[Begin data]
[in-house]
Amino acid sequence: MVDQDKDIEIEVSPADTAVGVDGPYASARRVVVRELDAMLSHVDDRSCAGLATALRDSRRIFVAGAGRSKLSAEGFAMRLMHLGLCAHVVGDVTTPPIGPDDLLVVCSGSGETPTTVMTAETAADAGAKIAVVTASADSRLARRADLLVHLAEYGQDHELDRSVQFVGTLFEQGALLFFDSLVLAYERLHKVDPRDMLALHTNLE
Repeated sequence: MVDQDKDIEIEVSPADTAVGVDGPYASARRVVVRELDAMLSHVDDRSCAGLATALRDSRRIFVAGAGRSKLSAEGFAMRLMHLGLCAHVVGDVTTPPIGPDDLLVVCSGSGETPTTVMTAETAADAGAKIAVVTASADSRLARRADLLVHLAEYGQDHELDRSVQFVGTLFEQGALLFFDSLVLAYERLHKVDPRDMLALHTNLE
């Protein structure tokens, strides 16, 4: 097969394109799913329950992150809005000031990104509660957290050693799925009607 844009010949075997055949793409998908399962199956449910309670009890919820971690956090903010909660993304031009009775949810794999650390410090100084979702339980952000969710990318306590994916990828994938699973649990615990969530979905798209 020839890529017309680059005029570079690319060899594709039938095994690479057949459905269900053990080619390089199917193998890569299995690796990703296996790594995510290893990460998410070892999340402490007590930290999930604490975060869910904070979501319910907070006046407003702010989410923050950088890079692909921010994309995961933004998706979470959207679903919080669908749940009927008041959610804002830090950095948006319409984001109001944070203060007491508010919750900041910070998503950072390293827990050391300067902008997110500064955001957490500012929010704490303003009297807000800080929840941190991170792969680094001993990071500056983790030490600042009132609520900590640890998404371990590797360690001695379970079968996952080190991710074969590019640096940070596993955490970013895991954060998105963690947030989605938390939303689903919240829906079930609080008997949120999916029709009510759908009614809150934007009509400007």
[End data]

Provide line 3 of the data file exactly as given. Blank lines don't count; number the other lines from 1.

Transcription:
Repeated sequence: MVDQDKDIEIEVSPADTAVGVDGPYASARRVVVRELDAMLSHVDDRSCAGLATALRDSRRIFVAGAGRSKLSAEGFAMRLMHLGLCAHVVGDVTTPPIGPDDLLVVCSGSGETPTTVMTAETAADAGAKIAVVTASADSRLARRADLLVHLAEYGQDHELDRSVQFVGTLFEQGALLFFDSLVLAYERLHKVDPRDMLALHTNLE